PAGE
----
"We would have won a lot of quarters and group stages handily. I'm not saying we fell in love with ourselves but you wouldn't be as challenged as you would in a semi-final or a final."

Pressure is not knowing whether you'll get the chance to make a semi-final at all. This time last year, they were scrapping and scraping just to qualify for the Champions Cup.

Another unavoidable quirk to the tale - even though he squirms with slight agitation at the merest mention of it - was the tantalising possibility that, instead of lining out in Munster red, he may have been in Saracens black this weekend.

He never wanted to leave but a complicated combination of personal and professional circumstances almost presented him with a difficult career compromise. Mercifully for all, he was never brought to what would have been an improbable brink of exit from the only life he has known.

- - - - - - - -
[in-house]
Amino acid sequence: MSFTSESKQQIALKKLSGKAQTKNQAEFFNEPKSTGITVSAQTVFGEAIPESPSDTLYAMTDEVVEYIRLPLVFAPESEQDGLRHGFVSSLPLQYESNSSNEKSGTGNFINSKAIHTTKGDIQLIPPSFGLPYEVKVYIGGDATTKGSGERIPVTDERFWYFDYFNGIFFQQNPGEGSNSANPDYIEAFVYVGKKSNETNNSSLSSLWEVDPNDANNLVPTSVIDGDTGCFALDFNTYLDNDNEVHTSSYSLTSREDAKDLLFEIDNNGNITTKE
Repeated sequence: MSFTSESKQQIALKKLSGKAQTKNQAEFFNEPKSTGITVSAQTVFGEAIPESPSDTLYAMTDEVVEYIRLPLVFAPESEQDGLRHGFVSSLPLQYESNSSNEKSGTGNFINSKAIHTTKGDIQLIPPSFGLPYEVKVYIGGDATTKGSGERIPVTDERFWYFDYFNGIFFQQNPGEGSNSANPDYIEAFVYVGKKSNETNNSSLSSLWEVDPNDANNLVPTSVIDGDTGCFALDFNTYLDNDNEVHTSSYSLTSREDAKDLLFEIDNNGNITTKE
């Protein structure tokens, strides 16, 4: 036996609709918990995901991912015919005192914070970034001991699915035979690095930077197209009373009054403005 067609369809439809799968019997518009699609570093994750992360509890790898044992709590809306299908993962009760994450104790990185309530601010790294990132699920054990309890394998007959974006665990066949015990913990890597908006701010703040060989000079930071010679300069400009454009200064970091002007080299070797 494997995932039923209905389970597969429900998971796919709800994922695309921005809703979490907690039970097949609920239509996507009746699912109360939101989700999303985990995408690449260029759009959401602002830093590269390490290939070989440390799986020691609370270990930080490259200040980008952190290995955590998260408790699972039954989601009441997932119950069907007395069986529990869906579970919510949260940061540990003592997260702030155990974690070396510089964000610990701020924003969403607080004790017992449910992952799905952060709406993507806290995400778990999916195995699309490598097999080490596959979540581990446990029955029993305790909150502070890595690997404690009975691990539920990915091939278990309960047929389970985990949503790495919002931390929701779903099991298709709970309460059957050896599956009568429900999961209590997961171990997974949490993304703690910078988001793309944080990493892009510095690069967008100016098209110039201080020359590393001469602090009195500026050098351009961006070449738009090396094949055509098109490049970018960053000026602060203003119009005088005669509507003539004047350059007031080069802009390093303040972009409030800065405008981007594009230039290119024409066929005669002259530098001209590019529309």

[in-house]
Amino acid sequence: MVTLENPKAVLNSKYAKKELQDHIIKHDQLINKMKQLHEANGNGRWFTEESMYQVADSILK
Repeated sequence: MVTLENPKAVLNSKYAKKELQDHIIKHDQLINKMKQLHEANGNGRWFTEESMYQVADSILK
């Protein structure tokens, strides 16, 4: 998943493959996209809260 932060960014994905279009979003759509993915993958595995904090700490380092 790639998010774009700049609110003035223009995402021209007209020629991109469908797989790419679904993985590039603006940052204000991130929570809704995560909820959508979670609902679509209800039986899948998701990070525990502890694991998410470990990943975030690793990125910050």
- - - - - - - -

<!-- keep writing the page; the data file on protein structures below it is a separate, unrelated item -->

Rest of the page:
"It would have been an awkward week for me, wouldn't it?" he smiles.

"Look it didn't happen so there's no point in talking about it if that's alright to leave it as that kind of an answer."

Hence, Earls can appreciate what this week is when it could have been - again - all about what it isn't.

"It was a tough place trying to qualify for this tournament not to mind being in a semi-final this week.

"You always had your people who would support you but it's gone through the roof again, red flags everywhere and everyone's looking for signed jerseys.

"It's brilliant for the lads in the past to see this crop of lads keep things going. We won't be scared of pressure this week, you know. I don't think young lads feel pressure any more, which is weird."

It's as if nothing else matters and few things matter much to quote dreary old AJ Balfour.

Problem was he hated life; Earls and Munster are loving it. After all, that's what life has taught them.

Irish Independent